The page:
Saturday, August 8, 2009

The Prodigal Cousin Returns

Dear Readers:

Before I start waxing poetic about adventures, I want to state one milestone:
As of today, we have lost 4,333 soldiers who were fighting in a war over oil.

They were sons or daughters; fathers or mothers; husbands or wives; brothers or sisters. Now they are memories. Say a prayer for them and the poor people who were murdered by a sick man in a Pittsburgh suburb health spa. Now I know why nuns would direct us to pray for a peaceful death.

On with the entry:
Please excuse this summer's lagging distribution of updates. My school's calendar came to a close and I took off for
an overdue visit with the Divine Miss "Z" and her parental units. It was grand, as always. Daughter dear is making her way along her route to being called Dr. Daughter Dear. She started her program this summer and is going at it great guns.

You GEAUX, Dr. Daughter!!! And, if you had to move a lar
ge distance away, thank you for making it the land of the drive-
through daiquiri in the "sealed container" as illustrated on the right.

For those of us working on a modified school calendar: school is back in session! With the
kiddos showing up last Monday, things are cranking up for another spectacular year. For
the last eight years, I've been teaching fourth grade, most
of which have been in a dual language (English-Spanish) setting. It was a great experience, but time had come for a new assignment. Now I am teaching "talented and gifted" 4th and 5th grade children as well as supporting K-3 classroom teachers in their quest to educate TAG students who were identified early. A new quest is always good for keeping you on your toes or, at the very least, constitutionally regular.

If I may quote from the movie Auntie Mame, "Life is a banquet and most suckers are starving."
So it seems that in the era of the economic down-turn, I set off for my version of a European tour including:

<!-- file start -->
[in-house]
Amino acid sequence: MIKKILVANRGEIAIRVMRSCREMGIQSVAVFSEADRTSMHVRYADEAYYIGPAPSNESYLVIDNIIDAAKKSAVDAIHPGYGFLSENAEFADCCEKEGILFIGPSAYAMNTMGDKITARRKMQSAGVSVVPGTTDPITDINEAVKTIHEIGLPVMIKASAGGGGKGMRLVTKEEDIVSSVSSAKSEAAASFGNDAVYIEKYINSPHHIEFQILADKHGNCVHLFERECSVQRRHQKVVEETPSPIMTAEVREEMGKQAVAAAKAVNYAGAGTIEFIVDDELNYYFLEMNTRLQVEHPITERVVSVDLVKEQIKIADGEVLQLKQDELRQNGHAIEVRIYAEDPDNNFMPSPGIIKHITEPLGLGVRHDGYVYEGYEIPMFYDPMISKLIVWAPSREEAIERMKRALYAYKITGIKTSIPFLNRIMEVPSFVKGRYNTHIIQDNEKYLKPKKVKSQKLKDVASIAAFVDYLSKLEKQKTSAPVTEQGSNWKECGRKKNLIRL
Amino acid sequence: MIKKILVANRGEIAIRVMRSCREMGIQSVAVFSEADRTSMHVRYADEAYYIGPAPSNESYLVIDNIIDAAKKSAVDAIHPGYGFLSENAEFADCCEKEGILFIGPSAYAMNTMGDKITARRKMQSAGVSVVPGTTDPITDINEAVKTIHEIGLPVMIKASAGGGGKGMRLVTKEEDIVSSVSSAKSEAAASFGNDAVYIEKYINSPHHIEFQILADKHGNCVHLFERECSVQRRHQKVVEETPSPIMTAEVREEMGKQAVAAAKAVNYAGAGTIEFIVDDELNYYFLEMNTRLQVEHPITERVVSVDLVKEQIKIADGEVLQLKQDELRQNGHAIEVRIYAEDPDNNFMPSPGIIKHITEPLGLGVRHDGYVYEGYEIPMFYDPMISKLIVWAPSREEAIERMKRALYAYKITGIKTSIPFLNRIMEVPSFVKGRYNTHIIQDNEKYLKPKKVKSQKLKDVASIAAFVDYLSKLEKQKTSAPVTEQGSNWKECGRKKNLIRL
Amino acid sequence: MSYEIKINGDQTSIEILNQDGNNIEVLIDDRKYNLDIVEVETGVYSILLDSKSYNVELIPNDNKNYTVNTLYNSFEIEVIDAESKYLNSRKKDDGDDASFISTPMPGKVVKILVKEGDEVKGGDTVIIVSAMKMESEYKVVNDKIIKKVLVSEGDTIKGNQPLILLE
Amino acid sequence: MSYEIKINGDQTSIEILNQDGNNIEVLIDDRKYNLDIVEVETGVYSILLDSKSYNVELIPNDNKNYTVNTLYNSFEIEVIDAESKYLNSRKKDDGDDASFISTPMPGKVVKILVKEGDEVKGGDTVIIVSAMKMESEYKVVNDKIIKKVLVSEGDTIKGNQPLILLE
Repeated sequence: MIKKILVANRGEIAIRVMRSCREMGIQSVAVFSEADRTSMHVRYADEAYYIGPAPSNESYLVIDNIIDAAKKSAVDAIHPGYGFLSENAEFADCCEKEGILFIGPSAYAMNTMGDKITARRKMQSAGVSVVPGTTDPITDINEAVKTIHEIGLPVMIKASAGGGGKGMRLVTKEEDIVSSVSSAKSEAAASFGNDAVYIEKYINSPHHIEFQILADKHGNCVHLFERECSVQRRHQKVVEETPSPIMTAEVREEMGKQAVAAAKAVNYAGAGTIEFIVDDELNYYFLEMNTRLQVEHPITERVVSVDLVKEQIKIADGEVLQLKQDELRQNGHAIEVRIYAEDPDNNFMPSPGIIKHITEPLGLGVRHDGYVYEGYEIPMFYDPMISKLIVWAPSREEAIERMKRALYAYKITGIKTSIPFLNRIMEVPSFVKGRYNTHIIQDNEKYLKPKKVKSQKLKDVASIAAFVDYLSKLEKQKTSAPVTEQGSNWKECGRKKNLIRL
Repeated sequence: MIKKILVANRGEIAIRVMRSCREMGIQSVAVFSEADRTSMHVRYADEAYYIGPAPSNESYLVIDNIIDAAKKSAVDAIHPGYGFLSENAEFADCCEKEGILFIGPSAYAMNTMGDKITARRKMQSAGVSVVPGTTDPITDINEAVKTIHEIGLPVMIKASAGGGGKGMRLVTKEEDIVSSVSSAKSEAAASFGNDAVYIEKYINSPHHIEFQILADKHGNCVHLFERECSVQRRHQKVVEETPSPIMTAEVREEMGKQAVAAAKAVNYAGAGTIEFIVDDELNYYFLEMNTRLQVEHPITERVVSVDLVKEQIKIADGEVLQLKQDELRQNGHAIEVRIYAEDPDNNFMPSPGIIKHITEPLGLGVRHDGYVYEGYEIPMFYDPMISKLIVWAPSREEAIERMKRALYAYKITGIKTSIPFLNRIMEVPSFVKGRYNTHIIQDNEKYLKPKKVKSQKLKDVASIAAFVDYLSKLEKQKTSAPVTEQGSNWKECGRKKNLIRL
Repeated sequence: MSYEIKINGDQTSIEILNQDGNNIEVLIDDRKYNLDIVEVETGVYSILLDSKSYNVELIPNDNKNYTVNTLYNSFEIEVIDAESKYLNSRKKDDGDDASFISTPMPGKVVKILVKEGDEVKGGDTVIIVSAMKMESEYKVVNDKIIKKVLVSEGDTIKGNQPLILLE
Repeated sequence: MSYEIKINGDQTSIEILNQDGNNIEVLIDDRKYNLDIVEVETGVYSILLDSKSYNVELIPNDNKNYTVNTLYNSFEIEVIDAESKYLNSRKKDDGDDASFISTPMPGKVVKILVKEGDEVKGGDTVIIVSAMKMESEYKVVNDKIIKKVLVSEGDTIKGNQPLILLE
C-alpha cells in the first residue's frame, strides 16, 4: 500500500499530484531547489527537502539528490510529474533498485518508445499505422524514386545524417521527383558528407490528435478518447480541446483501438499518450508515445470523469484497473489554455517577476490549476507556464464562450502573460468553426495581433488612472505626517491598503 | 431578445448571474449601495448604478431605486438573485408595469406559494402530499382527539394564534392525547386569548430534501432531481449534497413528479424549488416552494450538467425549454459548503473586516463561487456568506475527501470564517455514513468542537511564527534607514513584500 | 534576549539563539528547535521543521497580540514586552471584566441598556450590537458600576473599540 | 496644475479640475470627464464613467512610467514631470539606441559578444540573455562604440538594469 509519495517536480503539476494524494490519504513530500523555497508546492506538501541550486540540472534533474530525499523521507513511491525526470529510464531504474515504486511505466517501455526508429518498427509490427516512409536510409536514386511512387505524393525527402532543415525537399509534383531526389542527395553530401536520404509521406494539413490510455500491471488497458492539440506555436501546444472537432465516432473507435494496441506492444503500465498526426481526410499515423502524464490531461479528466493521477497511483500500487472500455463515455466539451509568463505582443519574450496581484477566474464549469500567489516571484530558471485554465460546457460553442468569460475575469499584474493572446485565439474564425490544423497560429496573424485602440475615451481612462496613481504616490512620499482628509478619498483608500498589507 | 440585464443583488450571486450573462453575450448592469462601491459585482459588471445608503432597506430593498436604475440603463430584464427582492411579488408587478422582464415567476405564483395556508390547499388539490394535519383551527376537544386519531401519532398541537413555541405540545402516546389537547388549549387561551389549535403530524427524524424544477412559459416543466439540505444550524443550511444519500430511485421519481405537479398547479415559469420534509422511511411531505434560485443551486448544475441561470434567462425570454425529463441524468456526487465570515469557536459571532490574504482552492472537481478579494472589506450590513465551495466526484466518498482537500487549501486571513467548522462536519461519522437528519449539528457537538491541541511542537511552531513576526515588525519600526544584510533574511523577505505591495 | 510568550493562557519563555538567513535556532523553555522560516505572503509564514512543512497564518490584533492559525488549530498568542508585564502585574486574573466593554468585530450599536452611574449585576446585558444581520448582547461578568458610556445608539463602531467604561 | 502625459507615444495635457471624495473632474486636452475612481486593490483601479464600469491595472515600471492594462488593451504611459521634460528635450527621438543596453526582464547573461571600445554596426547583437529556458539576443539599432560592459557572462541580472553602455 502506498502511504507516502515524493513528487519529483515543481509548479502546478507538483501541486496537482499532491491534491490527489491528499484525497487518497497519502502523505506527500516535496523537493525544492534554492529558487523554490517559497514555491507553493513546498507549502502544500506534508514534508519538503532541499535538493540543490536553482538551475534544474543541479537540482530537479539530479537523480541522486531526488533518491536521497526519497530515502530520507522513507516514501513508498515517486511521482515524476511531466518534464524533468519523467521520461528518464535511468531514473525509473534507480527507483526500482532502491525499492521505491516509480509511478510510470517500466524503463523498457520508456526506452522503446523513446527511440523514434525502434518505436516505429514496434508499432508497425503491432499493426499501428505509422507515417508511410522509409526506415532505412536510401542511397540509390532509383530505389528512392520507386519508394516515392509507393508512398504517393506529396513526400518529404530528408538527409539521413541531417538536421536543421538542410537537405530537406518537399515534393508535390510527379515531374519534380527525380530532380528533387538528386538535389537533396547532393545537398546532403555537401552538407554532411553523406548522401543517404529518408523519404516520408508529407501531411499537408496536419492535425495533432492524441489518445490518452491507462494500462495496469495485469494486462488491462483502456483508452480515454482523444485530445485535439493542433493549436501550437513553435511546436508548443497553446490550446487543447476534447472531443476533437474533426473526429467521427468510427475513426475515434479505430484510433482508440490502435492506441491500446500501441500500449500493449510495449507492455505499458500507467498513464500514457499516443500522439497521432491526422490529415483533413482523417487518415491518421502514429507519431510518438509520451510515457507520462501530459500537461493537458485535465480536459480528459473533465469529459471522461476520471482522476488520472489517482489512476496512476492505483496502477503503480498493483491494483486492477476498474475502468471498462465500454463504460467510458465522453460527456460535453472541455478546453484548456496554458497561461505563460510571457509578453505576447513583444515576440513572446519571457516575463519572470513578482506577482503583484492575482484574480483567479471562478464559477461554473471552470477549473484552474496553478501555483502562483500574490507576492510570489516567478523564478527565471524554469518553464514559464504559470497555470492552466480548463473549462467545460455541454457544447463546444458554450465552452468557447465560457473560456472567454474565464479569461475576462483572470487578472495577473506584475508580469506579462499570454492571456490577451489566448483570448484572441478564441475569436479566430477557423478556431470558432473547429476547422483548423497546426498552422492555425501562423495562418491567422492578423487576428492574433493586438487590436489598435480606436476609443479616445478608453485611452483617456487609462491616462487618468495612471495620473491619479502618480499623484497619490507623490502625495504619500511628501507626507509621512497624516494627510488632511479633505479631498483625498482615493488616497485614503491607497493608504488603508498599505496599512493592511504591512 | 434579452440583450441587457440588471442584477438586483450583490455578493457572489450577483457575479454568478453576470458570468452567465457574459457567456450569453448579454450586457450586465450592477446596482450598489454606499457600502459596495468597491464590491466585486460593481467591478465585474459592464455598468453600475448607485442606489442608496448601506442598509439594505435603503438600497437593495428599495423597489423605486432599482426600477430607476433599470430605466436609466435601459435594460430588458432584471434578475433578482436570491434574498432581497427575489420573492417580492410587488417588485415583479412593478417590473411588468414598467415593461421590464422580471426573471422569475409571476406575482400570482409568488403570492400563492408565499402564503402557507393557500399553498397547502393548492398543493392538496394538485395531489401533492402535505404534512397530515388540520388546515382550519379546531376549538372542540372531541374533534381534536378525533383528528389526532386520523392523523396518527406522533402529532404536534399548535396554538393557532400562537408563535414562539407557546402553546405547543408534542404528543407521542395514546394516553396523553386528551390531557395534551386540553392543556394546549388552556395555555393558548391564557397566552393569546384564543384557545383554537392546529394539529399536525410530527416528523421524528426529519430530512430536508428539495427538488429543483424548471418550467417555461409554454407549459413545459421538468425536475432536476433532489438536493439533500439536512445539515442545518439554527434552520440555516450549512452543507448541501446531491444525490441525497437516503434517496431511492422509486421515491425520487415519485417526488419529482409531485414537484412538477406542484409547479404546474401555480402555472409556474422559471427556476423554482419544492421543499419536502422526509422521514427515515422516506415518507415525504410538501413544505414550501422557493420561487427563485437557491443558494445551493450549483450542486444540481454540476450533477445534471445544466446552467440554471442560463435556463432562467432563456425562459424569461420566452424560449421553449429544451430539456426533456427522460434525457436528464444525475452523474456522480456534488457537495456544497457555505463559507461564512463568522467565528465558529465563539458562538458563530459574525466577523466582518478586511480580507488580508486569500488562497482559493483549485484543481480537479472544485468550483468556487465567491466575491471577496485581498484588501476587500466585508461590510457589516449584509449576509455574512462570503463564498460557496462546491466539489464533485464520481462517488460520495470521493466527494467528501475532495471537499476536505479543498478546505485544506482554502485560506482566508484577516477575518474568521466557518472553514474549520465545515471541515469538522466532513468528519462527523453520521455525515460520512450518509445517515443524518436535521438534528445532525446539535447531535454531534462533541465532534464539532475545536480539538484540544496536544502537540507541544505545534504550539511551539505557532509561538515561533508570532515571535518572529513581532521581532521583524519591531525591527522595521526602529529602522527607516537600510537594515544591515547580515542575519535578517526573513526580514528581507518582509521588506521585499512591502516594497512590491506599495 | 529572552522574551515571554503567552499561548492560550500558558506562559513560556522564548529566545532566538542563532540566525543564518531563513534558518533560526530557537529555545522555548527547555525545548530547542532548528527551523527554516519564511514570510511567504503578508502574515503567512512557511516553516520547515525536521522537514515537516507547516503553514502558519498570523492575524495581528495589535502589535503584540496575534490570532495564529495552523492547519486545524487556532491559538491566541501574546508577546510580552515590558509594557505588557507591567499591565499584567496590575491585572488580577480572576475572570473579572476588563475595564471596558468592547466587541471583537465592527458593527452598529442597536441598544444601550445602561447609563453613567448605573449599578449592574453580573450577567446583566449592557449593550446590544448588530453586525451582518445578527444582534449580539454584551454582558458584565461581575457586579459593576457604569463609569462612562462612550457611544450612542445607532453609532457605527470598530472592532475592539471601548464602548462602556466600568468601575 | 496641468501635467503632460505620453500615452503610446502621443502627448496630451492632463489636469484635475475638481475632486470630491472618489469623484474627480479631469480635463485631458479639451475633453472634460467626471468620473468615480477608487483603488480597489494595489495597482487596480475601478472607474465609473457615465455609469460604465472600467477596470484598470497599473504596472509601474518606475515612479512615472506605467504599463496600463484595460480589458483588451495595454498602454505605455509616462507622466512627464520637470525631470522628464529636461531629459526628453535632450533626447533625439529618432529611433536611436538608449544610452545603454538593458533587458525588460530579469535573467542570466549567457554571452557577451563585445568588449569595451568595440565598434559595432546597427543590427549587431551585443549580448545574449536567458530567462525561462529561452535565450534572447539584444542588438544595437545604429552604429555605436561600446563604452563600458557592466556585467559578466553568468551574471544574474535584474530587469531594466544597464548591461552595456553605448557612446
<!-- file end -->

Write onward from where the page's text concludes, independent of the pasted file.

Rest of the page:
AS WELL AS PORT TALBOT, SWANSEA, ABERAVON, MAESTAG, PENTYRCH, PONTRHYDYFEN, and a host of villages in dire need of vowels.

Ms. Dawson and I are going to start a cottage industry selling exterior car magnets reading: CAUTION: YANKEE AT THE WHEEL. The fine art of driving on the opp
osite side of the road than what you are accustom is worthy of its own lengthy blog entry.

Writing about my trip is going to be presented in reverse chronol
ogical order. As a familial nod to my lovely relatives, I want to start with my visit to see them in Wales. Although
I was facing the reality of traveling there solo, at a timely point, my colleague and brave driving buddy, the Divine Miss Jasmine Dawson, determined that Wales was a great destination for her too.

As wild and crazy single gals, Jasmine and I travel well together. There is a certain consideration and balance demonstrated when we go to new countries which makes the trip enjoyable for both. Our plans were to meet in London at Waterloo Train Station: she from the US; me from France. The train station was switched once it was found out that Eurostar train
s now travel from St. Pancras Station. Being well schooled in li
turgical information and church history, I can assure you I have NEVER heard of St. Pancras prior to this train ticket. I've since come to know that, while in his teens, St. Panny was martyred for refusing to worship pagan gods and serves as a patron saint for teens.

Which triplet has the Toni?

St. Pancras Train Station, EuroStar Train @ St. Pancras, St. Pancras himself

As soon as I disembarked from my train and met up with Jas, my first request was to worship my own god, St. Champagne. Because of a shady Parisian cab driver, I had missed my intended train and was forced to arrive at St. Pancras over an hour late. Although I am not 100% successful, I do try my best to be on-time and where I am suppose to be, so missing